The man told Mr O’Shannassy, who is now 95, there was a grave on the island belonging to a sailor from the Sydney.

Mr O’Shannassy followed the man to the spot and took photos of the site.

Already having failed to discover the Unknown Sailor’s last resting spot twice before, the navy learned of Mr O’Shannassy’s find and it was he, in 2006, who led them to where he had taken the photo 50 years earlier.

“We went up, we had a retired navy captain in charge of the group to look for the grave, and we had two anthropologists and two dental surgeons,” he told The West Australian on Friday.

“I was told ‘you go on ahead of us and go to the cemetery and stand where you took the photo 56 years ago, and then we’ll start digging’.”

Mr O’Shannassy said the group dug six different holes before finding the remains.

“At last we came across an ankle bone and we then dug deeper and finally the skull was unearthed,” he said.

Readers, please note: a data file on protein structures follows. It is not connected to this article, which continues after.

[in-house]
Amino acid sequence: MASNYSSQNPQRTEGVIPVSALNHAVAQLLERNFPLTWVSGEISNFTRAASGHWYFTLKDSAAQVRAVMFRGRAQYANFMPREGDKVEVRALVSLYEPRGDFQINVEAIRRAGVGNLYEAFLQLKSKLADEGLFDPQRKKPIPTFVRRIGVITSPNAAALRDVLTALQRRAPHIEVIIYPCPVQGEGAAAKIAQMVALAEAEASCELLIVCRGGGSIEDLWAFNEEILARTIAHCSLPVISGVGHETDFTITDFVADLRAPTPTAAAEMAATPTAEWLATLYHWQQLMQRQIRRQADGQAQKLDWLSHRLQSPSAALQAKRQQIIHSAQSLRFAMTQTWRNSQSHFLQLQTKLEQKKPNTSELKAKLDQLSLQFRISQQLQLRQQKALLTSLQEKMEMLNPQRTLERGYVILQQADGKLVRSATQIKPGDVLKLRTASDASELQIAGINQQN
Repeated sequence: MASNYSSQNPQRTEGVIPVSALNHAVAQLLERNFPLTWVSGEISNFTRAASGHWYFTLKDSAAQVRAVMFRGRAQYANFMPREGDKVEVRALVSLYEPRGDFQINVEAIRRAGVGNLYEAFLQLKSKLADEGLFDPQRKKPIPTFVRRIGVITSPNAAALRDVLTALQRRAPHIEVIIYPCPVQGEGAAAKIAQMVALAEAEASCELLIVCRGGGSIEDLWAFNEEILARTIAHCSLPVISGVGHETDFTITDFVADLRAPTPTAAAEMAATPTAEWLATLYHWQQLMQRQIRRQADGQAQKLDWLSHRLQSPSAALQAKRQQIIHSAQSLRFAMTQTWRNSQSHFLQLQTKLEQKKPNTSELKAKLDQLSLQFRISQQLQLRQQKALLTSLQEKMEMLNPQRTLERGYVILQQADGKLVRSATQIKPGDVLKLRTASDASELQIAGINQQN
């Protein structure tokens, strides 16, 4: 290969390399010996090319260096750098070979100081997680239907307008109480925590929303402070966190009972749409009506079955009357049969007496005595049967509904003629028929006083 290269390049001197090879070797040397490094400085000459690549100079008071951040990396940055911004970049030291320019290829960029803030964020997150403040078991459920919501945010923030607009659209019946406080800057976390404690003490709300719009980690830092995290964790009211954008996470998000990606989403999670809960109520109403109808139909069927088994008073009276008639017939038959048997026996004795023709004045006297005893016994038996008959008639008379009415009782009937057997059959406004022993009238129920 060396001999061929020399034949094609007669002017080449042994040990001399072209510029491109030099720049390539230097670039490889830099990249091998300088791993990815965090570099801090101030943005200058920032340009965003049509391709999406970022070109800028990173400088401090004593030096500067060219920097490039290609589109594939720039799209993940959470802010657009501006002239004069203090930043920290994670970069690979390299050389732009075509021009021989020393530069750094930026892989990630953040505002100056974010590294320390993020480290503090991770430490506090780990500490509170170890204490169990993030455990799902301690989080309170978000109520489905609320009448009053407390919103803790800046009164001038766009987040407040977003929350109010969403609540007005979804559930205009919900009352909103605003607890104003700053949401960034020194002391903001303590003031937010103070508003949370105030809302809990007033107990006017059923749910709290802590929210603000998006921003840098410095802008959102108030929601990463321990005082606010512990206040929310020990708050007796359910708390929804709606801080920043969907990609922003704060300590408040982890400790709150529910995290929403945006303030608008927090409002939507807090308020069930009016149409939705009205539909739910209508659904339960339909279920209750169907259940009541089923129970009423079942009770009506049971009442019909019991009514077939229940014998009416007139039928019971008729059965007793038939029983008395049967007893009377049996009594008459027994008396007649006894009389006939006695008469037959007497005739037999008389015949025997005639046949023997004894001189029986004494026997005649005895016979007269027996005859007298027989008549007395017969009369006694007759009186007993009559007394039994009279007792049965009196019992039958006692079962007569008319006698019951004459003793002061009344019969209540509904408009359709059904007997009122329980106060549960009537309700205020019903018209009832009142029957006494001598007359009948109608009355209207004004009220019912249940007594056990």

Reflecting on the identification of AB Clark more than 10 years on from the expedition, Mr O’Shannassy said he was proud to have been part of the historic moment.

“It was very important to me because they were depending solely on me and nobody else,” he said. “I’m pleased it’s all been finished with.”

The technology

The navy exhumed the remains from the grave site on Christmas Island once they had been found, and from there they made their way to the Shellshear Museum of Anthropology to be examined by lead anthropologist Dr Denise Donlon.

Dr Donlon took note of all of the Unknown Sailor’s distinct features, including a wound on his head containing shrapnel used by German forces in WWII, and kept bone and DNA samples.

The examination of the remains was finished in 2009, with no conclusion as to who the sailor was, and the investigation was halted until DNA technology had progressed further.